When you make a will with WillMaker, you should name an executor to wrap up your estate. After your death, that person will have legal responsibility for safeguarding and handling your property, seeing that debts and taxes are paid, and distributing what is left to your beneficiaries as your will directs.
Some states use the term "personal representative" instead of "executor," but it means the same thing. If you live in one of these states, you will see the term "personal representative" in your will.
Serving as an executor can be fairly easy, or it can require a good deal of time and patience—depending on the amount of property involved and the complexity of the plans for it.
Your executor will have a number of duties, most of which do not require special expertise and can usually be accomplished without outside help. An executor typically must:
In addition to the tasks listed above, the executor will usually also have to:
For these tasks, some executors are more comfortable hiring an outside professional who can be paid out of the estate's assets. This may be a lawyer to initiate and handle the probate process or an accountant to prepare the necessary tax forms. But because of simplified court procedures and adequate self-help law materials, even these tasks can sometimes be accomplished without outside assistance.
For help with the task of educating your executor, your will prints out with documents titled Letter to Executor and Letter to Alternate Executor, which you can give to those you name to serve. These documents offer guidance on the executor's duties.
Ideally, your executor will agree to take on the job before you name him or her in your will. Some people are uncomfortable initiating the discussion, however giving your executor a letter about an executor's duties might help start the conversation. Many people also find this a handy way to help educate themselves and their executor; and to help open up a discussion about your final wishes.
For a complete guide to an executor's duties and details about how to wrap up an estate, see The Executor's Guide: Settling a Loved One's Estate or Trust, by Mary Randolph (Nolo).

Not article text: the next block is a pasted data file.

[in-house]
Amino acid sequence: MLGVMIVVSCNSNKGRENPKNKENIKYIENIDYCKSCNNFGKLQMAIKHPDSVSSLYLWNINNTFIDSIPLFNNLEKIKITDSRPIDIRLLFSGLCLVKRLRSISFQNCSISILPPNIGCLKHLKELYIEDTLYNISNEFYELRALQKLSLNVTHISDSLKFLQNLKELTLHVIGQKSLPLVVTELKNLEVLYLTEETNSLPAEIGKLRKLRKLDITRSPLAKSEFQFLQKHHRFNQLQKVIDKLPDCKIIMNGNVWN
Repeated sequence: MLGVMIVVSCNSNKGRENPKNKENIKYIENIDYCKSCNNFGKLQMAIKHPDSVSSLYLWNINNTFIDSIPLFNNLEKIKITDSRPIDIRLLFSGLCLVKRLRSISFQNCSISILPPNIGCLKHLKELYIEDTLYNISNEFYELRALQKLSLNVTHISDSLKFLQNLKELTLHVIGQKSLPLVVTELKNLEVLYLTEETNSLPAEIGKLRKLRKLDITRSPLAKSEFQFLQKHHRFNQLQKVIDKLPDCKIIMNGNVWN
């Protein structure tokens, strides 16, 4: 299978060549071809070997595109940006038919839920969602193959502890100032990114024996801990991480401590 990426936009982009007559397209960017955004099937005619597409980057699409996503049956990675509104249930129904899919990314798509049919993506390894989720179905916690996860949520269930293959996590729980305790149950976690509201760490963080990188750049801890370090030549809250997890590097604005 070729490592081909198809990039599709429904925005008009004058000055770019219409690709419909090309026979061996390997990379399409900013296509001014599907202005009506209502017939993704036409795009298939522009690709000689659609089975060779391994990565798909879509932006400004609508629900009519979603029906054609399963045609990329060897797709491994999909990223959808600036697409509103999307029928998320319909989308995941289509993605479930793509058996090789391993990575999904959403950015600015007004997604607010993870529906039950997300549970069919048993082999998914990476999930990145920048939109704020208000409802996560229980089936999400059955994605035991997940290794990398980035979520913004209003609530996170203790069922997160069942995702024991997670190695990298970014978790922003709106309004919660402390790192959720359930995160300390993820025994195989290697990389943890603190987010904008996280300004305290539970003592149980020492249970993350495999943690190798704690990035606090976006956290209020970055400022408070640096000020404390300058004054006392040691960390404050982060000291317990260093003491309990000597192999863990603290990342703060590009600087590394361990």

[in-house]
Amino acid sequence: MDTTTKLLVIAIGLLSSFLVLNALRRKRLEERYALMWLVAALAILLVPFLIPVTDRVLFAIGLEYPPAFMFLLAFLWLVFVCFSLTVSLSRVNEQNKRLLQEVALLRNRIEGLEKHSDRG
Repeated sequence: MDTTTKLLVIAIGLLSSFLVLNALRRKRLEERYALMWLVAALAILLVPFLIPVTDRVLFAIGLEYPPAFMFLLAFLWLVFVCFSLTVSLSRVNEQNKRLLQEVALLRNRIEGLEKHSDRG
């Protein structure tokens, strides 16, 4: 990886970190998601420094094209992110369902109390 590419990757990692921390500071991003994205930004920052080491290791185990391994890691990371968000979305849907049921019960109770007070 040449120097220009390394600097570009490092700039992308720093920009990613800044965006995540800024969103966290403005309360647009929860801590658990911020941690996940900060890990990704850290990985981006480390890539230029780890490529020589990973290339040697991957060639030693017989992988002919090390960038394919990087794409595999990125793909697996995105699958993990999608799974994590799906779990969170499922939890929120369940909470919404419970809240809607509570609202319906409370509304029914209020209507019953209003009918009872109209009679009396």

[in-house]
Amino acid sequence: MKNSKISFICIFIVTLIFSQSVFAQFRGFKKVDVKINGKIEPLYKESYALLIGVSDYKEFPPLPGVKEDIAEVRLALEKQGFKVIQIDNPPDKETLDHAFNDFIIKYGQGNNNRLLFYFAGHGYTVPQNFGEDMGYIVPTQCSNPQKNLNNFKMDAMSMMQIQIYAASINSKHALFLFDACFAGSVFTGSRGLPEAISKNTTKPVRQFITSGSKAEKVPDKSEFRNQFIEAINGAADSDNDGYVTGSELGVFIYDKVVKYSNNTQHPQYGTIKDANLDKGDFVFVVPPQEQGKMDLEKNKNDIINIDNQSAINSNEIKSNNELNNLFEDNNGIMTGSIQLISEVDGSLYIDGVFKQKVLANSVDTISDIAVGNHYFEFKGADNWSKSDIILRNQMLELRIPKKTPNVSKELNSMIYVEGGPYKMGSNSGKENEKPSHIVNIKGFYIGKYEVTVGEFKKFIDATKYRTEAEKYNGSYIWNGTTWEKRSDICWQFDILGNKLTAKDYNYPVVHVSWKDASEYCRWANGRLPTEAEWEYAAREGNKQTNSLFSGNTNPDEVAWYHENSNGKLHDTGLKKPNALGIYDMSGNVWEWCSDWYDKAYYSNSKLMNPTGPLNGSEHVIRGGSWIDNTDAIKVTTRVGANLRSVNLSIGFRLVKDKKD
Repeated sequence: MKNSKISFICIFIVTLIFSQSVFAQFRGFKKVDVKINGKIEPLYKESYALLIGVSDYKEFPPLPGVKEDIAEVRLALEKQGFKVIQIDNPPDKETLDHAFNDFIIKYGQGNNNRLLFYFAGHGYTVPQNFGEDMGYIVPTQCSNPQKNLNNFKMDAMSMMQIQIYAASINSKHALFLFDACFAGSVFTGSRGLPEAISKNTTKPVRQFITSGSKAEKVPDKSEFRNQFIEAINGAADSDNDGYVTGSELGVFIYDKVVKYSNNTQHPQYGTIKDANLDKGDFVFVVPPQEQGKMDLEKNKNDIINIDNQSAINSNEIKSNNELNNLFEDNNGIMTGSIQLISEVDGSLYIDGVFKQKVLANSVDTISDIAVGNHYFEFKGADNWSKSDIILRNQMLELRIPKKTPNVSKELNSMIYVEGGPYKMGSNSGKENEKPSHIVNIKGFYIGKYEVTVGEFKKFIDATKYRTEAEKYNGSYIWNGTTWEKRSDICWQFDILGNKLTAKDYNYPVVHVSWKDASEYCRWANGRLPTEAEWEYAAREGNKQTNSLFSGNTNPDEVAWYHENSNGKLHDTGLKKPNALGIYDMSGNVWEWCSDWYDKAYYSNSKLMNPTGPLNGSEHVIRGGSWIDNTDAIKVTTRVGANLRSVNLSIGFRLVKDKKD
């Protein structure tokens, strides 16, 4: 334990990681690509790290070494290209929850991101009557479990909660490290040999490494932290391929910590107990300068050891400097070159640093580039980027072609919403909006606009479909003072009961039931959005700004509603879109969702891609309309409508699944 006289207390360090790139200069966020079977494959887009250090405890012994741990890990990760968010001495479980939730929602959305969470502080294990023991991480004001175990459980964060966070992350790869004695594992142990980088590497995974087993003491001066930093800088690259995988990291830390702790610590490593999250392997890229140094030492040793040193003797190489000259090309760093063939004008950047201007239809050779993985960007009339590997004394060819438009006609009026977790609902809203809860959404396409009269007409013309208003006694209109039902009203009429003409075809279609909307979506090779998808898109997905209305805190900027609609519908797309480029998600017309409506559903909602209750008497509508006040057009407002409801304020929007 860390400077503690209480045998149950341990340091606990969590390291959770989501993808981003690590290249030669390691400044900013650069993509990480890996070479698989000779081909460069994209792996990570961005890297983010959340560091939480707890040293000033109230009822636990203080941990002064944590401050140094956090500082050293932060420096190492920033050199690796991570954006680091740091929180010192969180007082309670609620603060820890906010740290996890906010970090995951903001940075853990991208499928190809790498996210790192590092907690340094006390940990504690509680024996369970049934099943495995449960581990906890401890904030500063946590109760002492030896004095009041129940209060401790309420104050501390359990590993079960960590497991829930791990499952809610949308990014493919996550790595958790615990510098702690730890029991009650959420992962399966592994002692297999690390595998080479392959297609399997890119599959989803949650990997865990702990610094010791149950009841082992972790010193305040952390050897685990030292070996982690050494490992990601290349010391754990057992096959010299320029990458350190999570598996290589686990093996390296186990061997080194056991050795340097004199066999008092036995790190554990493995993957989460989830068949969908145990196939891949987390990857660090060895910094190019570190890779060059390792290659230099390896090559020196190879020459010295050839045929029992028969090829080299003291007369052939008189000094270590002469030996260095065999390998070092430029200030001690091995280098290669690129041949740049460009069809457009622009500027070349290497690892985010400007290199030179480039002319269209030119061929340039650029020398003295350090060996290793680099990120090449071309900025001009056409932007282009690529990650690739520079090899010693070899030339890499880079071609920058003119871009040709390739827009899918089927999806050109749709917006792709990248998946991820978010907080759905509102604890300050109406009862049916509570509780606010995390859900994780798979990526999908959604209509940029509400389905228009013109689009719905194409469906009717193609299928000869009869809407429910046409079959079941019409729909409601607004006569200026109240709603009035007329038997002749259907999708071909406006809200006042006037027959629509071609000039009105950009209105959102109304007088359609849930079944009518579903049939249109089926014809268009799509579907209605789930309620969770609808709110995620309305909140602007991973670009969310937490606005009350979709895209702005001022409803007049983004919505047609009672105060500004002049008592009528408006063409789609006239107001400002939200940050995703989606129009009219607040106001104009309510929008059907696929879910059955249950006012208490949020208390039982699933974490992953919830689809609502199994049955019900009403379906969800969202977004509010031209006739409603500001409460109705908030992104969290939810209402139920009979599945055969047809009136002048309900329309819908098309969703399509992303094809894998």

Note for Texas Residents: Independent Administration. Like many states, Texas offers a simplified probate process. In the Lone Star State, it's called "independent administration," and it gives an executor broad powers to act without supervision of the probate court. For example, an independent executor can pay final bills and distribute property without the court's oversight. Unlike other states, Texas requires a will to contain a bit of special language to request this simplified process. That's why WillMaker refers to your executor as your "independent executor" and includes the required language that permits the independent administration of your estate. (Tex. Est. Code Ann. § 401.001.) We've designed your will to request independent administration because it saves money and speeds up probate. If you want your executor to work under the close supervision of a court, see an experienced estate planning attorney for advice.
Sometimes, a probate court asks an executor to post a bond—an insurance policy that protects beneficiaries if the executor is dishonest or incompetent. Some probate courts require bonds for all executors, while others only require bonds for out-of-state executors. However, many courts won't demand a bond if the will says that no bond is required.
WillMaker's will expressly states that no bond is necessary. As long as you choose an executor you trust, there's no reason to require your executor to post a bond. Furthermore, the cost of the bond— usually about 10% of its face amount—comes out of your estate, so your beneficiaries receive less than they would if no bond was purchased. If you're less than confident about your executor's competence or you feel that the extra insurance of a bond is worth the cost, see an experienced estate planning attorney who can draft your will to require your executor to post a bond.
The laws of every state provide that an executor may be paid out of the estate. Depending on your state law, this payment may be:
An executor who either stands to get a large portion of the estate or is a close family relative commonly does the work without being paid. Some will makers opt to leave their executors a specific bequest of money in appreciation for serving.
WillMaker's will does not explicitly state whether your executor will be paid. Instead, your document will say that your executor has all of the powers that your state allows—and this includes the power to pay him- or herself for the work of settling your affairs. So it will be up to your executor to decide whether or not he or she will be paid. This allows your executor to make a decision about this based on the actual circumstances—for example, how much time and effort it takes to settle your estate and whether the estate has enough money to pay the executor. If you would prefer your will to include an explicit payment clause, see a lawyer for help.
Outside experts will almost always be paid out of the estate. The amount experts—including lawyers—are paid is totally under the control of the executor. However, a few states set out fees that may be charged by lawyers and other professionals—usually a percentage of the value of the estate.
Beware of lawyers' fees: Lawyers commonly imply that the fee allowed by statute is the fee that they are required to charge for their services. In fact, lawyers are perfectly free to charge by the hour or to set a flat fee that is unrelated to the size of the estate. One of the most important tasks that your executor can perform is to negotiate a reasonable fee with any lawyer he or she may pick to help probate your estate. Be sure you explain this to your choice for executor.
Learn more about Naming an Executor in your will.